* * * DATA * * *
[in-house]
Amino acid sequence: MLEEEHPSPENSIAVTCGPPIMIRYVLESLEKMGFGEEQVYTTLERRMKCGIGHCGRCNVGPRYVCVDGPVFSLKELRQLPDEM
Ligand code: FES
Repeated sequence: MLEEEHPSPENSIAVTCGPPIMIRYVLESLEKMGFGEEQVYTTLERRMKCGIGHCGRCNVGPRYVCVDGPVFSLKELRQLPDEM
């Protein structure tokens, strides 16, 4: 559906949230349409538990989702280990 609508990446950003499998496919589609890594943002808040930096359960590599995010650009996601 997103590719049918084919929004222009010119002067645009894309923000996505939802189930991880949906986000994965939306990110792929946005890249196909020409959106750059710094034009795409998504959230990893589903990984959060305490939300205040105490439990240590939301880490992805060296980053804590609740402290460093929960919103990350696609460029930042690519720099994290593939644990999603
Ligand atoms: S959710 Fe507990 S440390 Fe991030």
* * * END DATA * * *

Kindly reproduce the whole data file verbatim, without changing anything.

[in-house]
Amino acid sequence: MLEEEHPSPENSIAVTCGPPIMIRYVLESLEKMGFGEEQVYTTLERRMKCGIGHCGRCNVGPRYVCVDGPVFSLKELRQLPDEM
Ligand code: FES
Repeated sequence: MLEEEHPSPENSIAVTCGPPIMIRYVLESLEKMGFGEEQVYTTLERRMKCGIGHCGRCNVGPRYVCVDGPVFSLKELRQLPDEM
């Protein structure tokens, strides 16, 4: 559906949230349409538990989702280990 609508990446950003499998496919589609890594943002808040930096359960590599995010650009996601 997103590719049918084919929004222009010119002067645009894309923000996505939802189930991880949906986000994965939306990110792929946005890249196909020409959106750059710094034009795409998504959230990893589903990984959060305490939300205040105490439990240590939301880490992805060296980053804590609740402290460093929960919103990350696609460029930042690519720099994290593939644990999603
Ligand atoms: S959710 Fe507990 S440390 Fe991030």